final thought: Practice indeed makes perfect. So, start shooting. Someday you
or your family will be glad you did. #

Double Your Pleasure

December 2018 MRJ Column

Double
Your Pleasure

Carrying a camera on my bowhunting
adventures is almost as important as toting extra broadheads and my skinning
knife. Here’s why you shouldn’t leave home without one!

           I KILLED MY FIRST WHITETAIL BUCK on the final
day of the 1963 Indiana archery season. Hunting alone on rugged, reclaimed, and
overgrown strip mine land located between the small Hoosier communities of Lynnville
and Spurgeon, I stumbled onto a rutting buck and his lady love more by blind
luck than stalking skill. The fact is he was so focused on his winsome
girlfriend, he let me ease within 20 yards, overcome the shakes all greenhorn
deer hunters know, and shoot him though the lungs.

          Though I didn’t know it at the time, that
milestone moment from 55 years ago would forever
change
my life. The magazine article I later wrote about the unforgettable experience
launched my career as an outdoor writer, thanks to Roy Hoff and his Archery Magazine. It also educated me,
because when Roy asked for a field photo of me and my buck to include with my published
feature, I had to admit I only had a couple and only one picture that showed me
with the buck. To make a bad situation worse, that hastily posed black and
white image was pretty poor quality.

            Live and learn!

            By the end of the 2018-19 deer season in January, I’ll
have taken a total of between 12,000-13,000 photographs during the past year. When
I recently bought a new laptop, the transferred photo files amounted to well
over 100,000 photos. And that doesn’t count the tens of thousands of
photographic prints, negatives, and color slides stored in a fireproof file and
dozens of huge boxes in a home storage area.

            SO, AM I SUGGESTING YOU DO THE SAME? No way! I need to
have a large photo inventory because I have to illustrate my books, magazine
features, and columns. The more photos I can offer to an editor, the better. It’s
part of what I do to make a living. But what I am strongly suggesting is that you
carry a camera with you on all your
hunting excursions, whether in some nearby Back 40 treestand or that bucket
list bowhunt in a Rocky Mountain elk camp or on a fly-in moose and bear
adventure in wild Alaska or some roadless northern Canada wilderness.

            While I-Phone cameras will do the job, are better than
nothing, and may produce excellent results, I still prefer cameras. To me and
my generation, cameras are for taking pictures and phones for calling others.
Besides, modern cams are increasingly amazing tools. Honestly, you don’t need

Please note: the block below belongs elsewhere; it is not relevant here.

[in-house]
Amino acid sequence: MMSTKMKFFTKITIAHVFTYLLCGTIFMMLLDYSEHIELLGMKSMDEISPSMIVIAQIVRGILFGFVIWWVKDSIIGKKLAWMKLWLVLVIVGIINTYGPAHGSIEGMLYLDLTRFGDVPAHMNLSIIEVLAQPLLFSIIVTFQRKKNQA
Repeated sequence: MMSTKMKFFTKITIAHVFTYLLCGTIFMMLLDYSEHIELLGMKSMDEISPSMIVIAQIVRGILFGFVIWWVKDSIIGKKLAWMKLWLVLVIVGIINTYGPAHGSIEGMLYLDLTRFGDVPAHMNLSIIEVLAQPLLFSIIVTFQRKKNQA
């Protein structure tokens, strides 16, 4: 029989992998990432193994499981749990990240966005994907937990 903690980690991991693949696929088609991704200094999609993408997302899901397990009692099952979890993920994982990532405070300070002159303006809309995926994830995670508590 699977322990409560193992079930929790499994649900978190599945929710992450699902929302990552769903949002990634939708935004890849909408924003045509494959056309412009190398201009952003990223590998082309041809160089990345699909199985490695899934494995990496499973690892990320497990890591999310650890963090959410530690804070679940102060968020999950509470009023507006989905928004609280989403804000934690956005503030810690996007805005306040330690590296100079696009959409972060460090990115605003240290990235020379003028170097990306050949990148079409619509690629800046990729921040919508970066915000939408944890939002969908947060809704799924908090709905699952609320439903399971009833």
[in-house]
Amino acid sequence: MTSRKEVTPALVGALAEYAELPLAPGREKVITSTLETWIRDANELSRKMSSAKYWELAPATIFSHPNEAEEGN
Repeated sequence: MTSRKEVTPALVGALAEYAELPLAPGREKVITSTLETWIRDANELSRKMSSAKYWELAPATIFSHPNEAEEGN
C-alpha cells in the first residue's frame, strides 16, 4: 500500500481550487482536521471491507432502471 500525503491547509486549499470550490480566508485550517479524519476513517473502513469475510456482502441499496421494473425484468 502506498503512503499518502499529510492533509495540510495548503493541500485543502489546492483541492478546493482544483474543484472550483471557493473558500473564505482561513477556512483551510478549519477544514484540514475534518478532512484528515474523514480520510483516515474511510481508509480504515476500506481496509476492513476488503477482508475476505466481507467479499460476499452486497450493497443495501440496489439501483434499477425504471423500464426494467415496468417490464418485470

to know much about photography to take professional quality photographs. And
even better, they’re affordable, easy-to-use, no-fuss recording devices that preserve
moments in time you want for yourself, your family, friends, and hunting
buddies.

            Although I own and use SLR cameras with a variety of
lenses from wide angle to telephoto and several in between for my wildlife
photography, I prefer the smaller cameras with built-in zooms and even the
capability to shoot video footage. My current “hunting cameras” are a Nikon
Coolpix and a Canon Power Shot. Add a 64GB photo disk and I’m ready to take
several thousand photos by simply recharging the camera’s battery between
hunts.

            My computer allows me to review and edit photos, then
send them to my office printer if I need a photo. Most often I simply attach
the edited photos to my manuscript package and send everything to an editor
once I’ve completed my work. In return, I receive a check that helps pay the
bills. However, since few of my readers will routinely write books or magazine
articles, they frequently share online photos and emails with buddies and
hunting websites.

            Whether you elect to use a standard camera or your
phone’s camera, the message I have is to take pictures. Lots of pictures.
Regardless of their ultimate use, you’ll have them on file to complement your
memory of a specific hunt, a camp, a buddy or guide, the scenery, and – with
luck — your trophy game animal.

            In past columns I’ve offered solid step-by-step advice on
how to get the best possible hunting photos. Space limitations preclude
repeating such advice here. The idea is to convince you to augment your
personal recollections with photographic proof of an adventure. Telling others
about your hunt is a given, and certainly words inspire interested listeners;
however, showing pictures gives others concrete images and adds meat to the
bones of your story.

            Speaking generally, I repeat the suggestion to take
plenty of pictures and I urge taking more than you believe is necessary – than
snap a few more. Get close to your trophy when possible and fill the frame with
the subject (cropping the photos as you take them, rather than afterwards). Here
are a few more tips:

*
Avoid shooting down at subjects; take a knee and get on the same level if you
can.

*Be
aware of the background. Use a natural setting, not the back of a pickup truck
or inside some garage. Grass, shrubs, and trees are ideal; concrete, vehicles,
and buildings are not the natural habitat of wildlife.

*Use
a fill-flash or ask hunters to raise cap bills and hat brims to eliminate
shadows cast by these sun-blockers. Never shoot into direct sunlight. Shady
areas are better than harsh sunlight.

*Move
the animal’s head slightly with each photo snapped. This helps find the best,
most impressive view of horns or antlers. When possible take a few photos of
sky-lined headgear; avoid cluttered background which can detract from the
subject.

*Take
time to clean blood from the nose and mouth of animals. Make sure there are no
lolling tongues or gaping, bloody wounds visible in at least some of the
photos. Such sights spoil good field photos and may offend non-hunters who see
the pictures.

A